How to Make Measurement Count in 2018

Every year, organizations across the world spend more than US$14 billion dollars on their public relations efforts, and that figure is set to grow to US$19.3 billion by 2020. Yet, how much of this activity is delivering value and if asked, can we provide proof?

Faced with tight economic conditions and potential budget cutbacks, communicators are under increasing pressure to demonstrate business results and are looking to harness new tools to assist them.

According to the USC Annenberg Strategic Communication and Public Relations Center’s Generally Accepted Practices Study (GAP VIII) (2014), “there is a lack of faith in current tools and a need for new tools that do a better job of measuring actual outcomes and actions, rather than outputs.” In the companies surveyed, the study found that:

  • 49 percent use measurement techniques developed in-house.
  • 26 percent use techniques recommended by professional/industry groups.
  • 20 percent use proprietary methods developed by their outside agencies.
  • 22 percent are making increasing use of audience research in planning and evaluating campaigns.
  • 31 percent are measuring online conversations.

Interestingly, as in all seven previous GAP studies, no single measurement tool earned a usage score significantly greater than five on a scale of 1 (no usage) to 7 (extensive usage), suggesting a lack of faith in currently available tools, and a need for new tools that do a better job of measuring actual outcomes and actions, rather than outputs.

The five most commonly used measurement tools used by practitioners were:

  1. Influence on reputation (5.01)
  2. Social or online media metrics (4.87)
  3. Content analysis of clips (4.65)
  4. Total number of clips (4.35)
  5. Total impressions (4.3).

Evaluating tools

To help communicators choose the right measurement tools, the City of Westminster in the U.K. offers a handy reference guide titled “Evaluating Your Communication Tools: What Works, What Doesn’t?”.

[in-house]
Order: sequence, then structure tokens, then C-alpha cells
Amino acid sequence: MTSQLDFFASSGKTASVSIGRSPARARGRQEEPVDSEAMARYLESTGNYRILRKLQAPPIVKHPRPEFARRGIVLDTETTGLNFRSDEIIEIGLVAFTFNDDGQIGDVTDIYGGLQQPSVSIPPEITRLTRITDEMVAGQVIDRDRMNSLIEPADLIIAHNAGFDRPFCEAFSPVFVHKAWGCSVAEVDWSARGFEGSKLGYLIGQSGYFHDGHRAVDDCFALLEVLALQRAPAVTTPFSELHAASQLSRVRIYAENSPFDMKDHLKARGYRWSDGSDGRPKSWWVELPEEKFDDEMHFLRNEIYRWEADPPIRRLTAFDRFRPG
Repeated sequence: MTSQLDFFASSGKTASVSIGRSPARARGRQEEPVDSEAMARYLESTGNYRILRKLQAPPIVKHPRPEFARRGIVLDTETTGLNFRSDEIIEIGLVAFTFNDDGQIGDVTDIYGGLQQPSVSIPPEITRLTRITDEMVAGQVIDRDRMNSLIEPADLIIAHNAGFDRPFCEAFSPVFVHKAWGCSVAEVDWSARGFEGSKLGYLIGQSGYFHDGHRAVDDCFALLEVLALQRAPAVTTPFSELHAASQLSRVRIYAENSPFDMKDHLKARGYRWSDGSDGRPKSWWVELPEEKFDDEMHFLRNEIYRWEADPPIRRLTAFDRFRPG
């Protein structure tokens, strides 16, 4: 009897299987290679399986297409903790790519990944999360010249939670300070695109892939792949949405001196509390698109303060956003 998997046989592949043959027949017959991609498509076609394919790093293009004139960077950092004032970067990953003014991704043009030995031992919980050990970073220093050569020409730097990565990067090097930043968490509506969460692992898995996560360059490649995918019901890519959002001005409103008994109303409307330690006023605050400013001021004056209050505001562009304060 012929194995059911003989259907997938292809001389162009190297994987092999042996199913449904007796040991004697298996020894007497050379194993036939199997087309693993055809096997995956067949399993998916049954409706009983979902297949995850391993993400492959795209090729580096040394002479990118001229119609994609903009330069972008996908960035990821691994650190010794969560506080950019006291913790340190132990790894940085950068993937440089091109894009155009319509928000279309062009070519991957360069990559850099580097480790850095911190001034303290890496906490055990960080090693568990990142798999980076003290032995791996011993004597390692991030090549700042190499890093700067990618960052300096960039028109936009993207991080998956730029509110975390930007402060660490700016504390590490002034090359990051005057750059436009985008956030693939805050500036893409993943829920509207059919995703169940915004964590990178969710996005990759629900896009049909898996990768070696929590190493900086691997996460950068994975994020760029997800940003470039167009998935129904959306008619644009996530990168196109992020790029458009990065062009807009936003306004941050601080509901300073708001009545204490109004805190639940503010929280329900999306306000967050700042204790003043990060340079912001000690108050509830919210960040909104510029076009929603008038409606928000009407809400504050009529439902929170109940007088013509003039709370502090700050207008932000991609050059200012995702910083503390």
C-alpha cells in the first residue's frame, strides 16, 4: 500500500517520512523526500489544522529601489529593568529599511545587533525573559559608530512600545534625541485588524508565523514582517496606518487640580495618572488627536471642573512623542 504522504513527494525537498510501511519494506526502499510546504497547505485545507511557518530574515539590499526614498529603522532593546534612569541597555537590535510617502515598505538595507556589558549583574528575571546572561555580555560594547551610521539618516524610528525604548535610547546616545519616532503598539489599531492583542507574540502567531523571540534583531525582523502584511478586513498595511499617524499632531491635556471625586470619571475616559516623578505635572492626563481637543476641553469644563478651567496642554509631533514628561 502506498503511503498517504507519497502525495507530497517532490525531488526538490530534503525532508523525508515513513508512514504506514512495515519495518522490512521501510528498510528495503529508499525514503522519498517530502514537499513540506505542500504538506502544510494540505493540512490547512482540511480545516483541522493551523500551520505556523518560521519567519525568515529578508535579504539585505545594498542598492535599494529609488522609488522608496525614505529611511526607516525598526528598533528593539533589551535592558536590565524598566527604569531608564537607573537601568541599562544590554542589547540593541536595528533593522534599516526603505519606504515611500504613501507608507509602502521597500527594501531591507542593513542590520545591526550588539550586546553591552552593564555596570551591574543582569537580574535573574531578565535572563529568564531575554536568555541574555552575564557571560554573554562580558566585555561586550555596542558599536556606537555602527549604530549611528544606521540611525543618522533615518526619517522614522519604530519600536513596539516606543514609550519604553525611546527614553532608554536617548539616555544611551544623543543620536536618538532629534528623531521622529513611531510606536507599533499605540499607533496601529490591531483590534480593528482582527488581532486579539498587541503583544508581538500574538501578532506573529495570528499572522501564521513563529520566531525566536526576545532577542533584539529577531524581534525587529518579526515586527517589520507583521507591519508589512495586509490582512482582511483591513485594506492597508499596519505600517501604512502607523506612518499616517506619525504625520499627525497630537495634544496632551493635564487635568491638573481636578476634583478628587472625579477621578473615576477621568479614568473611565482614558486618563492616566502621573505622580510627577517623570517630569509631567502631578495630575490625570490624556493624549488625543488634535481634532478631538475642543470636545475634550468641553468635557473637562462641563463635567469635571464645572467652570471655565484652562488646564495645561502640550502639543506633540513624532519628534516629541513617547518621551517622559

The guide introduces The Westminster Model, which advocates that effective evaluation raises the profile of the communication function and brings boardroom credibility. It suggests that evaluation should be seen as a key part of the communication process, and not a bolt-on at the end, and thought needs to be put into understanding exactly what outcomes can and should be measured.

At a minimum, organizations should ensure they have ways for measuring:

  • How they perform in the media.
  • How informed their staff are.
  • How campaigns are performing.

Choosing the right tools

Enter “communication measurement tools” into your favorite search engine and a host of software solutions will appear offering advice and services for measuring everything from internal communication to campaign ROI. But how do they measure up, and how do you know if they’re worth the investment or the effort to switch from your current methods?

Each has their own pros and cons, so the best thing you can do is to make a careful assessment about what is the right solution for your organization.

Here are six tips to help when choosing your next communication measurement tool.

  1. Set out with a budget in mind: With all the bells and whistles functionality now available, it’s easy to blow your budget. Remember, there are a host of free software tools available including ones that can alert you to media mentions (Google Alerts), web analytics tools (Google Analytics) that track website traffic referred from other sites and social media listening (Hootsuite) to find influencers and trending topics. However, you’ll need to invest if you want to go beyond the basics to look for deeper insights, monitor mentions, track key messages and identify influencers.
  2. Choose an integrated platform: Forget switching between Google Analytics and dashboards for your organization’s social media platforms. Technologies now exist that allow you to host all of your critical communication metrics in a single platform offering a view of performance across a variety of functions including media, digital media, publications, internal communication, government relations, sponsorship and events.
  3. Aim for a flexible solution: While “set and forget” analytics solutions are tempting for their simplicity, they often fail to show the whole picture of your communication performance, as well as the important metrics that are unique to your organization. Choose tools that are flexible and allow you to build custom metrics for tracking your communication strategy and individual campaigns.
  4. Operate in real time: Gone are the days of monthly board reports based on manual-entry spreadsheets. In our fast-paced, digitally disrupted world, the need for access to real-time data as the basis for dynamic insights has never been more important. APIs (application program interfaces) are making it easier than ever to connect technology solutions into the cloud.
  5. Make sure it’s simple to use: Ease of use is a key criterion especially where number-challenged communication practitioners are concerned. Data visualization programs and graphical interfaces are making dashboards easier than ever to design and maintain, and they’re increasingly affordable too.
  6. Present with impact: The old saying that a picture is worth a thousand words has never been truer than when it comes to preparing performance reports for senior management. Being able to quickly and easily translate data into information as the basis for decision-making is key to being able to successfully engage the C-suite.

Written by Deb Camden for CW Magazine.